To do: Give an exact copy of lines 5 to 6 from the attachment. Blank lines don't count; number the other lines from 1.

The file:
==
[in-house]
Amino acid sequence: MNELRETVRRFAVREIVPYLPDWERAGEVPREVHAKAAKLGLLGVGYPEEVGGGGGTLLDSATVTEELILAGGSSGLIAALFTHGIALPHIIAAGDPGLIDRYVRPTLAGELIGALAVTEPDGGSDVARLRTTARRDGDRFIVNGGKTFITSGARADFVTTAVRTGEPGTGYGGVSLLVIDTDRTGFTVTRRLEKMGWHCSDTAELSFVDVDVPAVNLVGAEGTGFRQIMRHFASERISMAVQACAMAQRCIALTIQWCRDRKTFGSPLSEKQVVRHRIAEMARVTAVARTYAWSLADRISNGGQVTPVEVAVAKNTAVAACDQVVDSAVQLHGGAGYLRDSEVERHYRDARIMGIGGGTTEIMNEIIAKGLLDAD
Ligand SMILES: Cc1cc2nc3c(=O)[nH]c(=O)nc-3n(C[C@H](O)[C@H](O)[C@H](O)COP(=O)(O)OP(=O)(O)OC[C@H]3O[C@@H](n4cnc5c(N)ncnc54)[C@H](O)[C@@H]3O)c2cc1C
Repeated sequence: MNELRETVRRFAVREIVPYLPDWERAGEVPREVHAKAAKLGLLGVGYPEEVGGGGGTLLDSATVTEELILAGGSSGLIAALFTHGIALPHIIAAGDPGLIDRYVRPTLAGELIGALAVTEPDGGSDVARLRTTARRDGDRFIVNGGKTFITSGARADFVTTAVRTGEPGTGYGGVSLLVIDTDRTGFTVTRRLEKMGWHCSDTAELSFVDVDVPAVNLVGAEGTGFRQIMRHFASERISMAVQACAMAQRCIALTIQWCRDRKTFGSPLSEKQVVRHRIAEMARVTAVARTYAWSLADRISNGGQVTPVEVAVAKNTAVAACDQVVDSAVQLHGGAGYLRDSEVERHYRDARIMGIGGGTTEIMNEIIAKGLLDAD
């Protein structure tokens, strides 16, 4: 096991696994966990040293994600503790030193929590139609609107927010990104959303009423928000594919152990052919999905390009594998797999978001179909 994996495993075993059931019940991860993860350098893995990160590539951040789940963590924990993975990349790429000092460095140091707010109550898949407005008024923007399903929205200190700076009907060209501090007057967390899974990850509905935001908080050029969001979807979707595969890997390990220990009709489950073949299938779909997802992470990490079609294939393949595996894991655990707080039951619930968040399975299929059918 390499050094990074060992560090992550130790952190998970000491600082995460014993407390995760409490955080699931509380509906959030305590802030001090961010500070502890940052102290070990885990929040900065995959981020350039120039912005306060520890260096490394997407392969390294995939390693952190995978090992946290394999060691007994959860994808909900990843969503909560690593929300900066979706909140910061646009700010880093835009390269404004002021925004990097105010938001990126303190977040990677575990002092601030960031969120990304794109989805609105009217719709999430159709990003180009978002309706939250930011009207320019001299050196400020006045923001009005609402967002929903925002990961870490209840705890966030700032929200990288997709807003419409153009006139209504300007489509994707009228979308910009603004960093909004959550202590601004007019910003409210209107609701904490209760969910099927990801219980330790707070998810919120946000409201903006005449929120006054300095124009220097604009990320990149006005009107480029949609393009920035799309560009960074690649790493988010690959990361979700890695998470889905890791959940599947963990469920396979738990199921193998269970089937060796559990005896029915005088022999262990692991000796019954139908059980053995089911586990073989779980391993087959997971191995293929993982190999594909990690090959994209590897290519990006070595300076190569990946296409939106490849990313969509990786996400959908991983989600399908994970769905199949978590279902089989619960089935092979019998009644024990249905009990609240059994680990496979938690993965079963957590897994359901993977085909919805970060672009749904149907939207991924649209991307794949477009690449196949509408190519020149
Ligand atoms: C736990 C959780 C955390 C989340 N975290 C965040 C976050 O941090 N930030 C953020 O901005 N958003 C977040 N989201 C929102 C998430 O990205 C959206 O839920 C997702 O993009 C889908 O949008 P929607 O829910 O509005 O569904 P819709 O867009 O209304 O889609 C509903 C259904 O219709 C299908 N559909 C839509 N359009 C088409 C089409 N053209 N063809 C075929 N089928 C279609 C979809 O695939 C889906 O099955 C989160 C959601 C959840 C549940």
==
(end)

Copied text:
């Protein structure tokens, strides 16, 4: 096991696994966990040293994600503790030193929590139609609107927010990104959303009423928000594919152990052919999905390009594998797999978001179909 994996495993075993059931019940991860993860350098893995990160590539951040789940963590924990993975990349790429000092460095140091707010109550898949407005008024923007399903929205200190700076009907060209501090007057967390899974990850509905935001908080050029969001979807979707595969890997390990220990009709489950073949299938779909997802992470990490079609294939393949595996894991655990707080039951619930968040399975299929059918 390499050094990074060992560090992550130790952190998970000491600082995460014993407390995760409490955080699931509380509906959030305590802030001090961010500070502890940052102290070990885990929040900065995959981020350039120039912005306060520890260096490394997407392969390294995939390693952190995978090992946290394999060691007994959860994808909900990843969503909560690593929300900066979706909140910061646009700010880093835009390269404004002021925004990097105010938001990126303190977040990677575990002092601030960031969120990304794109989805609105009217719709999430159709990003180009978002309706939250930011009207320019001299050196400020006045923001009005609402967002929903925002990961870490209840705890966030700032929200990288997709807003419409153009006139209504300007489509994707009228979308910009603004960093909004959550202590601004007019910003409210209107609701904490209760969910099927990801219980330790707070998810919120946000409201903006005449929120006054300095124009220097604009990320990149006005009107480029949609393009920035799309560009960074690649790493988010690959990361979700890695998470889905890791959940599947963990469920396979738990199921193998269970089937060796559990005896029915005088022999262990692991000796019954139908059980053995089911586990073989779980391993087959997971191995293929993982190999594909990690090959994209590897290519990006070595300076190569990946296409939106490849990313969509990786996400959908991983989600399908994970769905199949978590279902089989619960089935092979019998009644024990249905009990609240059994680990496979938690993965079963957590897994359901993977085909919805970060672009749904149907939207991924649209991307794949477009690449196949509408190519020149
Ligand atoms: C736990 C959780 C955390 C989340 N975290 C965040 C976050 O941090 N930030 C953020 O901005 N958003 C977040 N989201 C929102 C998430 O990205 C959206 O839920 C997702 O993009 C889908 O949008 P929607 O829910 O509005 O569904 P819709 O867009 O209304 O889609 C509903 C259904 O219709 C299908 N559909 C839509 N359009 C088409 C089409 N053209 N063809 C075929 N089928 C279609 C979809 O695939 C889906 O099955 C989160 C959601 C959840 C549940």